Water can be very destructive. A minimal water leak could cause frustration and become a big problem. Imagine something even more significant, like a major flood or devastating fire. The draining effects of water damage can take a toll on your business or home. Would you be ready?
If this happens in your business would you put it on hold? Or even worse, close the doors? Employees would no longer have jobs and incomes, customers would find other providers, revenues would rapidly shrink and the reputation of your business could be forever forfeited.Maybe you don’t worry about it so much. After all, you have a maintenance team or you know a guy that knows a guy. Think again. In most cases, your insurance company will require you to seek the advice and service of a professional restoration team to repair the damage.
The first 14 to 36 hours are important, you shouldn’t wait longer to take action. Having a solid emergency disaster plan already in place is really the best and most responsible thing that you can do.
Where Do You Start?
You have to know that this is not an easy thing. What should you do? Where to find help? To prevent any further damage, it’s important that you know the basics of water damage.
This is what you have to do at first if you have water damage at home or businesses:
- HEALTH & SAFETY
Protecting the health and safety of those in or near the building is always your first priority. Because of possible contamination, it is important to follow all safety procedures and erect safety barriers to keep unauthorized people away from affected areas. Anyone authorized to be in the affected area should wear appropriate Personal Protection Equipment (PPE) such as hard hats, masks, safety glasses, etc.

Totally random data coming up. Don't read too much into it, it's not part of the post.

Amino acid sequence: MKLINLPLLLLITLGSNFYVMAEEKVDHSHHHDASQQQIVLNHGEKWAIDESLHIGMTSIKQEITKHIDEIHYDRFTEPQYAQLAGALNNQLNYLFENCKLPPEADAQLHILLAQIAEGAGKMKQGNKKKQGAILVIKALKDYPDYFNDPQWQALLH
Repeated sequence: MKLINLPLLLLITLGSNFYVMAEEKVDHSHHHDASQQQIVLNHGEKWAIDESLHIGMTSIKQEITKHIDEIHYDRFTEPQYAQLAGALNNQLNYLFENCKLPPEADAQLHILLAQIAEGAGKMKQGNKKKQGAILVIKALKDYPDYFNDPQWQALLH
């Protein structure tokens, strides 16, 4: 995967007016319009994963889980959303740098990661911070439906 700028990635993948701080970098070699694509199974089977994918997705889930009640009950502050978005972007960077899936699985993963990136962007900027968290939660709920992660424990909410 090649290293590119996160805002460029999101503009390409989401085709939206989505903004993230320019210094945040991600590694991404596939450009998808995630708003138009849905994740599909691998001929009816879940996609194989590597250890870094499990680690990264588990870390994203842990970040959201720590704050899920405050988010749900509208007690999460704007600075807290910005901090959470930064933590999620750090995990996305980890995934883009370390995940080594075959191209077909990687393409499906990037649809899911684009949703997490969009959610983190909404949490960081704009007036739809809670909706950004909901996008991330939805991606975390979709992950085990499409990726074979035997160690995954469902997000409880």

- CONTAINING THE DAMAGE
If it is safe to do so, search for the source and stop it if possible. If the water source cannot be stopped, try to channel the flow of water into storage tanks or drains outside of the building. Keep in mind that there may be certain health codes and regulations for disposing of Category 2 and 3 water.
- PREVENTING CROSS-CONTAMINATION
Prevent further contamination to the building by sealing off affected areas if it is safe to do so.
If contamination is caused by Category 2 or 3 water, health and environmental issues such as air quality and bacterial contamination will need to be considered.
You may also need to isolate or shut off HVAC systems to prevent the spread of contaminants.
- SALVAGING WHAT YOU CAN
Is it possible to save any materials in the building? Would it be more cost-effective to keep them or replace them? Can anything be restored back to its pre-loss condition? Yes, no and maybe.
There may be materials with limited damage that can be dried, saved and re-used. Some may require a great deal of cleaning and sanitizing, while others will end up being a total loss.
Hygroscopic materials (insulation, wood framing, drywall, hardwood and laminate floors, cabinets, and paper wall coverings, for example) rapidly absorb moisture. You must determine what can be salvaged vs. what needs to be replaced.